Commingling points of contact are vectors for spread of disease
Waybills should contain source party and target party identification
Specific locations are needed for livestock in most countries
If products are disaggregated for smaller shipments, then records need to reflect lot/batch codes of the manufacturer or processor
5. In many cases the challenge is simply a lack of records.  Increasingly complex products, require more complete traceability systems.
Readability of written documentation leads to the following:
• Human error

• Difficulties in quickly sorting product
• Slow trace back/forward ability
We simply must move toward electronic data management systems.
6. Weak technical systems prohibit rapid response times. Unfortunately, the usability of some technical solutions for small and mid-size firms are questionable. Interoperability from one system to another is lacking, so regulators must spend time creating the comparisons for each emergency. The good news is that technology is not an inhibitor: low cost and effective solutions are available via numerous software solution providers. However interoperability, different systems talking to each other, must be addressed.
Overcoming these challenged is essential to the successful use of traceability to maintain the safety of the food supply.

FDA warning letters: Pests, seafood HACCP issues, drug residues
Source :
By News Desk (Oct 3, 2016)
The most recently posted food-related warning letters from the U.S. Food and Drug Administration went to a sprout operation, two seafood importers, a seafood processor and two dairy farms.
Chicago’s Indoor Garden was sent a warning letter on March 25 regarding an inspection FDA conducted from May 11-14, 2015, at the company’s sprout operation at 4459 Division St. in Chicago.
“During the inspection, we documented insanitary conditions and practices that render your green sprouts, wheatgrass, sunflower greens, pea shoots, and sprouted beans adulterated” under the Federal Food, Drug, and Cosmetic Act, FDA wrote.
Investigators observed rodent droppings, insect-like bore holes in seed bags, and live and dead insects throughout the sprouting operation, according to the warning letter.
Other problems cited were an employee “repeatedly wiping their nose with a gloved hand and then returning to packaging finished red clover sprouts without washing or changing the gloves or washing their hands.”
FDA also noted that the firm soaks all seeds used to grow ready-to-eat green sprouts, wheatgrass, sunflower greens, pea shoots and beans without sanitizing chemicals or antimicrobial treatment. The letter stated this was a repeat observation documented during previous inspections in 2011 and 2012.
FDA recommends treating seeds for sprouting with one or more treatments, such as 20,000 ppm calcium hypochlorite, that have been approved for reduction of pathogens in seeds or sprouts, the letter pointed out.
The agency stated that condensate from the evaporator unit was observed actively dripping directly over uncovered bins of red radish sprouts in the walk-in cooler.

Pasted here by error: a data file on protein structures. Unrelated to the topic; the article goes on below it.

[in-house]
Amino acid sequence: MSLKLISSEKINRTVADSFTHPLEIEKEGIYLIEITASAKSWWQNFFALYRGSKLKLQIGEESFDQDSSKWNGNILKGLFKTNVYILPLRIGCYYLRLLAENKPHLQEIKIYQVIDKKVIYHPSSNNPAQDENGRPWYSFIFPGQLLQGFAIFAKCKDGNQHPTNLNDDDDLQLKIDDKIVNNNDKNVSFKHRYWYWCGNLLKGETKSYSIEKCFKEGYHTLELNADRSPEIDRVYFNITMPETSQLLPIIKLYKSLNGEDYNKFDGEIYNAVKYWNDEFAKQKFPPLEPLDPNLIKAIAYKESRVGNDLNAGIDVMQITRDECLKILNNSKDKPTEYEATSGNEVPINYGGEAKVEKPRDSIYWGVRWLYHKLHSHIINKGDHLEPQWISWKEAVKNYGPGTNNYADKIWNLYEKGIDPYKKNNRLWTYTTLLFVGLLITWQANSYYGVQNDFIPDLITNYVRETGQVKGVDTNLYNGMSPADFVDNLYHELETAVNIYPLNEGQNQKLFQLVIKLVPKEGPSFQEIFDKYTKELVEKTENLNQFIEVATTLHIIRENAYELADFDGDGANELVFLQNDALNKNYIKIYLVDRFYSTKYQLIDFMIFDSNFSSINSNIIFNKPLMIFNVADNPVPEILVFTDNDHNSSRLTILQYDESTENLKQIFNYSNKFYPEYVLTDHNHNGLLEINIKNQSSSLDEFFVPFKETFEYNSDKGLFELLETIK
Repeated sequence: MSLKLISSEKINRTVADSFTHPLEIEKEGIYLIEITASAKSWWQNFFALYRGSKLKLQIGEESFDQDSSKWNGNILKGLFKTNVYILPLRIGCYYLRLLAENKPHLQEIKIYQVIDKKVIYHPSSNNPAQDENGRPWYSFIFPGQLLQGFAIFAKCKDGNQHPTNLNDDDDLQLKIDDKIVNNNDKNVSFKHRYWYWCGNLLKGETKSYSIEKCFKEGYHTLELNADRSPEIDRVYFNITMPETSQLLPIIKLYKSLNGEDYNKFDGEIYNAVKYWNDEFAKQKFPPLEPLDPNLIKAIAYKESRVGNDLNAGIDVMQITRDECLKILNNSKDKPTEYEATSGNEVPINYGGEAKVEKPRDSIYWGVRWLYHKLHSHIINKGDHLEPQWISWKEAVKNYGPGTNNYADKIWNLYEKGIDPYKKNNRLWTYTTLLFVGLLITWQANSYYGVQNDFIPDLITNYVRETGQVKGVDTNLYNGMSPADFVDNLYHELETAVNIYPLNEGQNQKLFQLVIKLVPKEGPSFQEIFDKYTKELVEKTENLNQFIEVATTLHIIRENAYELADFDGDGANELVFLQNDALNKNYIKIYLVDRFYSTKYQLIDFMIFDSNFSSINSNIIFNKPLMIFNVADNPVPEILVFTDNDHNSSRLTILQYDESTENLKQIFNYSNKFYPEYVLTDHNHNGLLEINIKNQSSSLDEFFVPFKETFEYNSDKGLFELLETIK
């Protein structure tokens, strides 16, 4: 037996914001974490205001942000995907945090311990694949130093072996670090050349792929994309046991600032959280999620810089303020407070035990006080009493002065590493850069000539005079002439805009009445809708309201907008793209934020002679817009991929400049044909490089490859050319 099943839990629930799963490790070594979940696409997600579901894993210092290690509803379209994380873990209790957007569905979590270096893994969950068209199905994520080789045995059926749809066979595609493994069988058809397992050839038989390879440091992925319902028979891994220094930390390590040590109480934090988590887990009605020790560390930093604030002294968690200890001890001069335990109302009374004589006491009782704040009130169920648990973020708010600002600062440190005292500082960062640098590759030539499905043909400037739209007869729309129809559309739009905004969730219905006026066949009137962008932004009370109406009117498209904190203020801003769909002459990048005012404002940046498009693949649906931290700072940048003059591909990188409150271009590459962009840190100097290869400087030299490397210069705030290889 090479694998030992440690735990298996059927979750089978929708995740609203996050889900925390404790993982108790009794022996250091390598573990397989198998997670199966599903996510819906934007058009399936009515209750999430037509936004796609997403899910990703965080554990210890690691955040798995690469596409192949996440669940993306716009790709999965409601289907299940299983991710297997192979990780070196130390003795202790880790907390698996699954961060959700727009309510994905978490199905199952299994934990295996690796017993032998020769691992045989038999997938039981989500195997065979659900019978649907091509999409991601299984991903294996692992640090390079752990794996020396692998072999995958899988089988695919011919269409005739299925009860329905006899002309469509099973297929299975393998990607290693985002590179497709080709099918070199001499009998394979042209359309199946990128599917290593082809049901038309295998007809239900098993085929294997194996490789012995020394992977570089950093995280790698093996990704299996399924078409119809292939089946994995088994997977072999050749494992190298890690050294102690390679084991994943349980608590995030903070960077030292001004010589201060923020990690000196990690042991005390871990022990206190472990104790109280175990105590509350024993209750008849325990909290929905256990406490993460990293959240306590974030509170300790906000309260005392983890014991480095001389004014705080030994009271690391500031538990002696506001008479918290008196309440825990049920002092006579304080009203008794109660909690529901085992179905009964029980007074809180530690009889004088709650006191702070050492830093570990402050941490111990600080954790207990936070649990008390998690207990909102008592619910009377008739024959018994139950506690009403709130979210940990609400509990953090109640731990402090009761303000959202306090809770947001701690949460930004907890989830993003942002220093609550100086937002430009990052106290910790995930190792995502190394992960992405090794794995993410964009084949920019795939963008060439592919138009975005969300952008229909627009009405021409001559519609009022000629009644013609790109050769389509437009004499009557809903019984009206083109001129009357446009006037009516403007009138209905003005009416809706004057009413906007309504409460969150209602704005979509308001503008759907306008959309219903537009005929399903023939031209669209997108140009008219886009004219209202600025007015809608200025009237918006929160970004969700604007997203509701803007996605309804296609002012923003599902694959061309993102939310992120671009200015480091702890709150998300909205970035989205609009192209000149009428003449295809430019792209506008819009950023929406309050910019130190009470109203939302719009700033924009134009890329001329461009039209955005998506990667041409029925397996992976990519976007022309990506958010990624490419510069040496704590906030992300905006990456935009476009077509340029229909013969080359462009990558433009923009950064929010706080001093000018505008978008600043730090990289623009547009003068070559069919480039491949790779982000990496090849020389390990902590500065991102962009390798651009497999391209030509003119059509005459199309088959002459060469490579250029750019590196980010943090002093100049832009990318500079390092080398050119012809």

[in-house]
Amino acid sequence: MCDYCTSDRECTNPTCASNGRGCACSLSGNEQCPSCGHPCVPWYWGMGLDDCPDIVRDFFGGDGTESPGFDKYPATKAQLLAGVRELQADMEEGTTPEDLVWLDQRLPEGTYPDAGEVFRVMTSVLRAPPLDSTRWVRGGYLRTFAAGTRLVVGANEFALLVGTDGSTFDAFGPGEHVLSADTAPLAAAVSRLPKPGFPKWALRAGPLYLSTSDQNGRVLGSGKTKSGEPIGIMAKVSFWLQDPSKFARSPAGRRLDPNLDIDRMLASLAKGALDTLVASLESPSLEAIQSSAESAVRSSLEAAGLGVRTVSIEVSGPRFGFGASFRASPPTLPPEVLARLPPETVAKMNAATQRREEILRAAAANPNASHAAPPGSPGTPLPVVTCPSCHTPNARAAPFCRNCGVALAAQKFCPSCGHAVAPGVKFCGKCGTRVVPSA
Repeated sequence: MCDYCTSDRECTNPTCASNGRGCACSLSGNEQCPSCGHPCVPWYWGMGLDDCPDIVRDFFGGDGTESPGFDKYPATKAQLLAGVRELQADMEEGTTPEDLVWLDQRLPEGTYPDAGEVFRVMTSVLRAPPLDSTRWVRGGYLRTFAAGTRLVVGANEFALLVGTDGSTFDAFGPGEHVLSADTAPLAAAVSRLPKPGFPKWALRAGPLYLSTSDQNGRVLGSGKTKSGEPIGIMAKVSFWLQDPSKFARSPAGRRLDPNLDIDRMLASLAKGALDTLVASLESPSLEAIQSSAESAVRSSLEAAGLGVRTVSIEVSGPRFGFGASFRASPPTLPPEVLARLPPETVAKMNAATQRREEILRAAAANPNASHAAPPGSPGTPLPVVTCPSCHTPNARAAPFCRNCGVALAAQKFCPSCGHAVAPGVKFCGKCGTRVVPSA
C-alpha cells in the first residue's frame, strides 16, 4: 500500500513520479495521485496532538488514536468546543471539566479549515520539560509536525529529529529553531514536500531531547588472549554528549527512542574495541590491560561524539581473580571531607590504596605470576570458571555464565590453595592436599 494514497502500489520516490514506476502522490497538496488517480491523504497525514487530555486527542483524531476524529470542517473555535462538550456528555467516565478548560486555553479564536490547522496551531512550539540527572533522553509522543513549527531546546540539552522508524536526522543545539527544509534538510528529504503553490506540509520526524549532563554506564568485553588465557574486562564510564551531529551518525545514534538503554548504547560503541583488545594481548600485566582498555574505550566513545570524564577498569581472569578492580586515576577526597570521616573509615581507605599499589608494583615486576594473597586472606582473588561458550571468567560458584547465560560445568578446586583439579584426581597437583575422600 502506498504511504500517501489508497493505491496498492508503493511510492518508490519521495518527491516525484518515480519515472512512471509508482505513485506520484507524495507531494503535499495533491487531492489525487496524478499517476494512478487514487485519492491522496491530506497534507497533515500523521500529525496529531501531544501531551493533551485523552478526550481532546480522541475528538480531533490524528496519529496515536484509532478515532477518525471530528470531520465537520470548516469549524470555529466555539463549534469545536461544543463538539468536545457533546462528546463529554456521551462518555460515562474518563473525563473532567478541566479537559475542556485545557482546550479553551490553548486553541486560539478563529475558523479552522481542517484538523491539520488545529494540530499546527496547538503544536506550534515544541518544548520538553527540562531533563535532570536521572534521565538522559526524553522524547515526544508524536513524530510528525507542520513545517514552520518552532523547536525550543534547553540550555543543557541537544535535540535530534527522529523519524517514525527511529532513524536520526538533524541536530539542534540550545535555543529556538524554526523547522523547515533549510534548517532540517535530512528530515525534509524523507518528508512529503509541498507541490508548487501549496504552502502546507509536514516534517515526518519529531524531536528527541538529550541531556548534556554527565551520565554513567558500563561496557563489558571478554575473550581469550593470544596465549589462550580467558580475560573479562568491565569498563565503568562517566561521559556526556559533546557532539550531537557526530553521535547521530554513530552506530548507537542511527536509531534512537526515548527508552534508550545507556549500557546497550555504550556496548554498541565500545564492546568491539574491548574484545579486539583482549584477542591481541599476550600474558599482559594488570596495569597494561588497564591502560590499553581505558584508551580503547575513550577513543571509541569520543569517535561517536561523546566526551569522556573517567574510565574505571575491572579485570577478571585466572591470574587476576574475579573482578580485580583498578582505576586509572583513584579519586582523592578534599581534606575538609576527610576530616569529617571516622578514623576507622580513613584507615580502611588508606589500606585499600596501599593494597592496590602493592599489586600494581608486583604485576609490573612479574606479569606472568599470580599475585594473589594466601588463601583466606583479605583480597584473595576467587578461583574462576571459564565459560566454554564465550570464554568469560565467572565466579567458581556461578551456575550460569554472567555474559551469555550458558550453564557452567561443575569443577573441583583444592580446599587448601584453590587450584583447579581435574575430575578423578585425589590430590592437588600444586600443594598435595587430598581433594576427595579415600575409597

“We recommend that you take appropriate steps to protect your food from potential contamination from building surfaces through condensation or drip from these or other surfaces,” FDA wrote.
The firm submitted corrective actions to FDA on May 28, 2015, but the agency found that the problems “have not been adequately addressed.”
FDA sent a warning letter to SuperValu Inc. on Sept. 20 to say that “serious violations” of the seafood Hazard Analysis and Critical Control Point (HACCP) regulations had been noted during an inspection of its seafood processing facility in Denver, PA, performed between Aug. 10 and 19.
The firm did not take corrective action to control pathogenic bacterial growth or toxin formation when its process for storing seafood products deviated at a critical control point, FDA wrote, adding that an investigator documented 21 instances of temperature abuse between June 2 and Aug. 10.
“No corrective actions were documented in any of these instances,” according to the warning letter.
The company’s response to this observation was deemed inadequate because FDA stated that no evidence of testing or training was provided.
In a warning letter dated Sept. 15, FDA told Frontier Japan Inc. that its seafood importer establishment in New York City had serious seafood HACCP violations when it was inspected on July 14.
Imported fish must be processed under conditions that are equivalent to those required of domestic processors, FDA wrote. Because this did not occur, the firm’s imported fresh fillet yellowtail fish are adulterated “in that it has been prepared, packed, or held under insanitary conditions whereby it may have been rendered injurious to health,” the letter stated.
Arcadia Trading Inc. of Brooklyn, NY, was told in a Sept. 14 warning letter that a July 6 and 7 inspection of its seafood importing firm identified “serious violations” of the federal regulations, rendering its refrigerated, vacuum-packed, salted croaker adulterated under the law.
The company’s response dated July 22 was found to be inadequate, FDA wrote, because it did not provide an adequate affirmative step to make sure that the imported product is processed in accordance with the seafood HACCP regulations.